Security expert Bruce Schneier on social networking technology:
We never realized how much our security could be attributed to distance and inconvenience — how difficult it is to recruit, organize, coordinate, and communicate without formal organizations. That inadvertent measure of security is now gone. Bad guys, from hacker groups to terrorist groups, will use the same ad hoc organizational technologies that the rest of us do. And while there has been some success in closing down individual Web pages, discussion groups, and blogs, these are just stopgap measures.
Human detective work moves at human pace. The same bloke that linked the two pieces of data could have done a similar task by asking the station manager or a nosy newsagent. If someone is trying to track me down, then someone must think I really am worth the effort.
Its when computers talk to other computers that liberty disappears. Because a computer can correlate countless bits of data and create new records that would take many humans exponentially longer to do. And that gap, or grace period, is actually where anonymity lies, or did.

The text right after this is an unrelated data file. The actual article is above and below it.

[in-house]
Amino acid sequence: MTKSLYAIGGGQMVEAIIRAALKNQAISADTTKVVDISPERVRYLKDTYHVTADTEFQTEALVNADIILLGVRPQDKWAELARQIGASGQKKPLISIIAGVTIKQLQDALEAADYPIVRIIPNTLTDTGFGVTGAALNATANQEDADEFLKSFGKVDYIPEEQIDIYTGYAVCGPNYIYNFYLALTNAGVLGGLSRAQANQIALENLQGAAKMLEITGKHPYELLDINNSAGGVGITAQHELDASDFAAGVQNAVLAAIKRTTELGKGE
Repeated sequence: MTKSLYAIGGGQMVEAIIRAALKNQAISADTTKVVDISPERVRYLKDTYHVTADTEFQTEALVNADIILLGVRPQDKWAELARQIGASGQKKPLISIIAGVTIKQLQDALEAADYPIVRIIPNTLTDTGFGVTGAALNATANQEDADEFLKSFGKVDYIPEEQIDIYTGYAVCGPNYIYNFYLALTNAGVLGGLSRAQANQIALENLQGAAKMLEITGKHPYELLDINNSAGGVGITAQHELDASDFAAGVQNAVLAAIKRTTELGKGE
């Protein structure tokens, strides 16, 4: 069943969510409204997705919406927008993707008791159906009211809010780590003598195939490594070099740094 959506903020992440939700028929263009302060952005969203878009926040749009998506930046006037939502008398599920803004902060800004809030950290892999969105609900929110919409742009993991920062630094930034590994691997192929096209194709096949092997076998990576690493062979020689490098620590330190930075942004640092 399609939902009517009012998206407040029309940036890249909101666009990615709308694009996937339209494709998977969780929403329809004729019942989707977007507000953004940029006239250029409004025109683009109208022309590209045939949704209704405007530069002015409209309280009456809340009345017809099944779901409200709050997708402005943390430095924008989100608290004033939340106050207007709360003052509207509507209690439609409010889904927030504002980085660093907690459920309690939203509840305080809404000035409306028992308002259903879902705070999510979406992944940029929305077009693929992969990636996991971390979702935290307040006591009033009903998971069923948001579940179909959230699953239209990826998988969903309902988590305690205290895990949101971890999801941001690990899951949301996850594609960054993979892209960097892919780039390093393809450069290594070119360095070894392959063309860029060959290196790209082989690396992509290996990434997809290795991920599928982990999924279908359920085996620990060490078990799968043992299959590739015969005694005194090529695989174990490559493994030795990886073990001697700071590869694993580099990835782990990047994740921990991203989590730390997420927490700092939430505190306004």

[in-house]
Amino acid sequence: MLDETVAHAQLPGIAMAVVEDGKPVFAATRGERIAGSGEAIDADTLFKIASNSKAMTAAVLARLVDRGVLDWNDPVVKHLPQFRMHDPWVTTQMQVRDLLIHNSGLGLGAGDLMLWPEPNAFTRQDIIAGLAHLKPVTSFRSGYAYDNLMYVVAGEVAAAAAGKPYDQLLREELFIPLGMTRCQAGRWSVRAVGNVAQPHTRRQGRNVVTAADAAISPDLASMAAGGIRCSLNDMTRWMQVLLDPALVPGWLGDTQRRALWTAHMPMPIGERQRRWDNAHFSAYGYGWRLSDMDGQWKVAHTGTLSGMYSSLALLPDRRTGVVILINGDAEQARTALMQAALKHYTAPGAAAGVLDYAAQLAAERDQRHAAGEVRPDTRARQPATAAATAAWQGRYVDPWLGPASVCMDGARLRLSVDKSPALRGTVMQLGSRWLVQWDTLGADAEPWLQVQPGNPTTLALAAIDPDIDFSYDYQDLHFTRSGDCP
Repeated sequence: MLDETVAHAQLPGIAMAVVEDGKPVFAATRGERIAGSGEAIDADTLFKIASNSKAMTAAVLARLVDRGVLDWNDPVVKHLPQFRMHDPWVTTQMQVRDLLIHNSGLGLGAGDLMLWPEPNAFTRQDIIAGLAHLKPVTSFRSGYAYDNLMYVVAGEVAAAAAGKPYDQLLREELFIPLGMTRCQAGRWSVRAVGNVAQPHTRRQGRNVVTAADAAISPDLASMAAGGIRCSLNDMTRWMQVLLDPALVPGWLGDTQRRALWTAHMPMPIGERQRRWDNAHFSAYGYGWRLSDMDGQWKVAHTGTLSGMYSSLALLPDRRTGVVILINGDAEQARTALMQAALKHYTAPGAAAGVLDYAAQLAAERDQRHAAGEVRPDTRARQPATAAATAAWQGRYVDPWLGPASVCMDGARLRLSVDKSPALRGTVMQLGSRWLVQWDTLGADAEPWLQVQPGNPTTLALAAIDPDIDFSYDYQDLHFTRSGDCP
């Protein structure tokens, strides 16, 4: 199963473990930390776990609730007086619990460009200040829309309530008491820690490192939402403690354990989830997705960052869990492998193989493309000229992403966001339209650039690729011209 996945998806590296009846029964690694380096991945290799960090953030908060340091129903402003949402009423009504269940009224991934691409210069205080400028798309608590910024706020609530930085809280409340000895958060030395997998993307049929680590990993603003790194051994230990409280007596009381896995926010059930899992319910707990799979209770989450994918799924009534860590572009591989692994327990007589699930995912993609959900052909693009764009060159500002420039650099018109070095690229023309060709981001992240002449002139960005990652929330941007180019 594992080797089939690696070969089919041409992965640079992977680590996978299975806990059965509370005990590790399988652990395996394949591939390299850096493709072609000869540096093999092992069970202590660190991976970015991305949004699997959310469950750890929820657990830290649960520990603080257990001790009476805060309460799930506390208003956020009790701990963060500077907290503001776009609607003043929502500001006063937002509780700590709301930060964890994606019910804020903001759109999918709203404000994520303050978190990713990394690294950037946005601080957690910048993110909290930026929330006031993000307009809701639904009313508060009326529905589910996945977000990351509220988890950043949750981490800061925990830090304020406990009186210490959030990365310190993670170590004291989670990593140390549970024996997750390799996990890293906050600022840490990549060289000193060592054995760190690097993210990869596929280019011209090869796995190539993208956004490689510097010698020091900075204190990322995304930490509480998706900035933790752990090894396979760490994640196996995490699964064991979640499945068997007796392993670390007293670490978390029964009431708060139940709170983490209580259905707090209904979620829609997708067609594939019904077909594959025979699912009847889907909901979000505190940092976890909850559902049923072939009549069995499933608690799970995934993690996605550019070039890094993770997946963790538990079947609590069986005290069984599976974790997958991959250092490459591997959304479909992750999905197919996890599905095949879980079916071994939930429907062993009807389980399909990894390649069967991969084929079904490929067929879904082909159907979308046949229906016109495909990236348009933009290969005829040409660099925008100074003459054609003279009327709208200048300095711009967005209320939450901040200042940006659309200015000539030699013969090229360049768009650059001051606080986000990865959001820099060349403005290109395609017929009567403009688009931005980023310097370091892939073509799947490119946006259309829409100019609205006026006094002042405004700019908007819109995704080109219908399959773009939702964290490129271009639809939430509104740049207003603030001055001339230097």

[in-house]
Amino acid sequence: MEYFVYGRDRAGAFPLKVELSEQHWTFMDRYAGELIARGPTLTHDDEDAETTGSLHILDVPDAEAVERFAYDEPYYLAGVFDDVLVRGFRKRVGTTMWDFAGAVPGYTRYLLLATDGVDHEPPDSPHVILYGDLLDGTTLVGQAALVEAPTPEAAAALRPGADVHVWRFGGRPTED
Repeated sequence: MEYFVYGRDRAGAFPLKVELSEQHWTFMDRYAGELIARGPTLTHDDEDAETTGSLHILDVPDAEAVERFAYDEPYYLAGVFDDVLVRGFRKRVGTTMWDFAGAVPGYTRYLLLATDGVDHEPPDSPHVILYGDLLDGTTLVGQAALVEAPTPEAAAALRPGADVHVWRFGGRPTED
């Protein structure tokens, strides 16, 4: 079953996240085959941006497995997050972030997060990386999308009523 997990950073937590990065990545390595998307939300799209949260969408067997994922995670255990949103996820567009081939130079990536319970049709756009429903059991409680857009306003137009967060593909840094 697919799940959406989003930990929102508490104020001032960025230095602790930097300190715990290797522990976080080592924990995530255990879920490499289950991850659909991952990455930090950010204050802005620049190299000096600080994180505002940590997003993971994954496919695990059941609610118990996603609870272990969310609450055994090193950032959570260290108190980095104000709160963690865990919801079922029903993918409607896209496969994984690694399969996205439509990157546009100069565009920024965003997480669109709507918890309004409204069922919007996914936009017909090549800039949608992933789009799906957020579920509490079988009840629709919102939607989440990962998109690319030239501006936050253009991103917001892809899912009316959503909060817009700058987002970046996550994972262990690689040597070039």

So technology makes it easier for crimminals and terrorists to target us, but also, one assumes, for the police to trace them. But it also allows the State to erode our privacy. Meanwhile, as chronicled many-a-time on this blog, ordinary citizens can use technology to pressure governments to be more open, to expose their lies, and counter official narratives. The two types of security we desire – protection from crimminal elements, and protection from state intrusion – are often in tension. It is interesting that new technologies don’t shift the balance one-way or another, but end up assisting all actors: Crimminals, The State, The Citizen.
The question is, does the technology ratchet up the tension, making violations and conflict more frequent? Or does it pre-empt and head-off many of the flash-points, before they become a problem?